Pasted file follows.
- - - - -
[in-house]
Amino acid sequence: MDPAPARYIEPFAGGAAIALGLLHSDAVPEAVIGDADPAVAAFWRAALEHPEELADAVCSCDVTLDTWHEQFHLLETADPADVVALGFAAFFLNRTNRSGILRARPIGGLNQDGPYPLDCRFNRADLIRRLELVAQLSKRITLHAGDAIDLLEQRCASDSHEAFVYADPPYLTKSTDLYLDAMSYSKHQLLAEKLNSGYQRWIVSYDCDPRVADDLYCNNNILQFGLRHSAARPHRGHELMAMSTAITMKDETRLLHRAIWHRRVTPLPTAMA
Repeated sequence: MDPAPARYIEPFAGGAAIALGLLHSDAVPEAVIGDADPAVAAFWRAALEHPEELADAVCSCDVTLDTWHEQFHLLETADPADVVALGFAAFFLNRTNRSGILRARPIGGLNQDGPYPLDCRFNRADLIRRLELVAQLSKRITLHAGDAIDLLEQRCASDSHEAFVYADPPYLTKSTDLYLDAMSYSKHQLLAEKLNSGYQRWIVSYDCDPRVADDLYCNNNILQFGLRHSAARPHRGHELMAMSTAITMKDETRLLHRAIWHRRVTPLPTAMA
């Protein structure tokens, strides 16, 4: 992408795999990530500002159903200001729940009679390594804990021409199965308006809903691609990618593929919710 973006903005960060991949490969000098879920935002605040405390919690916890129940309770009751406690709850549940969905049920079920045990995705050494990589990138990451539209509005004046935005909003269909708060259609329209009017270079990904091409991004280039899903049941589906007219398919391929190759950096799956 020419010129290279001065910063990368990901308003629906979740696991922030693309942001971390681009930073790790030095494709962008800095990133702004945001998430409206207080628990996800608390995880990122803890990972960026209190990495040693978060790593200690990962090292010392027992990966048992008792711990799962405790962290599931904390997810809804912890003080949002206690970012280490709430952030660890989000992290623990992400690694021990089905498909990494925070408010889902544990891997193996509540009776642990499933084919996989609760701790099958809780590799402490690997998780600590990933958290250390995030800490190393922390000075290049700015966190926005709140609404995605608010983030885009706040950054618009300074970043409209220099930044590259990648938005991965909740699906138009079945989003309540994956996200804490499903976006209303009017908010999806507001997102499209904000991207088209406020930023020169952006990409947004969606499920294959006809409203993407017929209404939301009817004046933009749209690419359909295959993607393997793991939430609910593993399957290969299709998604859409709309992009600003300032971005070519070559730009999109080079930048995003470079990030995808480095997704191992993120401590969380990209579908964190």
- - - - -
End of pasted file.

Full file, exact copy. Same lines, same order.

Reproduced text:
[in-house]
Amino acid sequence: MDPAPARYIEPFAGGAAIALGLLHSDAVPEAVIGDADPAVAAFWRAALEHPEELADAVCSCDVTLDTWHEQFHLLETADPADVVALGFAAFFLNRTNRSGILRARPIGGLNQDGPYPLDCRFNRADLIRRLELVAQLSKRITLHAGDAIDLLEQRCASDSHEAFVYADPPYLTKSTDLYLDAMSYSKHQLLAEKLNSGYQRWIVSYDCDPRVADDLYCNNNILQFGLRHSAARPHRGHELMAMSTAITMKDETRLLHRAIWHRRVTPLPTAMA
Repeated sequence: MDPAPARYIEPFAGGAAIALGLLHSDAVPEAVIGDADPAVAAFWRAALEHPEELADAVCSCDVTLDTWHEQFHLLETADPADVVALGFAAFFLNRTNRSGILRARPIGGLNQDGPYPLDCRFNRADLIRRLELVAQLSKRITLHAGDAIDLLEQRCASDSHEAFVYADPPYLTKSTDLYLDAMSYSKHQLLAEKLNSGYQRWIVSYDCDPRVADDLYCNNNILQFGLRHSAARPHRGHELMAMSTAITMKDETRLLHRAIWHRRVTPLPTAMA
């Protein structure tokens, strides 16, 4: 992408795999990530500002159903200001729940009679390594804990021409199965308006809903691609990618593929919710 973006903005960060991949490969000098879920935002605040405390919690916890129940309770009751406690709850549940969905049920079920045990995705050494990589990138990451539209509005004046935005909003269909708060259609329209009017270079990904091409991004280039899903049941589906007219398919391929190759950096799956 020419010129290279001065910063990368990901308003629906979740696991922030693309942001971390681009930073790790030095494709962008800095990133702004945001998430409206207080628990996800608390995880990122803890990972960026209190990495040693978060790593200690990962090292010392027992990966048992008792711990799962405790962290599931904390997810809804912890003080949002206690970012280490709430952030660890989000992290623990992400690694021990089905498909990494925070408010889902544990891997193996509540009776642990499933084919996989609760701790099958809780590799402490690997998780600590990933958290250390995030800490190393922390000075290049700015966190926005709140609404995605608010983030885009706040950054618009300074970043409209220099930044590259990648938005991965909740699906138009079945989003309540994956996200804490499903976006209303009017908010999806507001997102499209904000991207088209406020930023020169952006990409947004969606499920294959006809409203993407017929209404939301009817004046933009749209690419359909295959993607393997793991939430609910593993399957290969299709998604859409709309992009600003300032971005070519070559730009999109080079930048995003470079990030995808480095997704191992993120401590969380990209579908964190």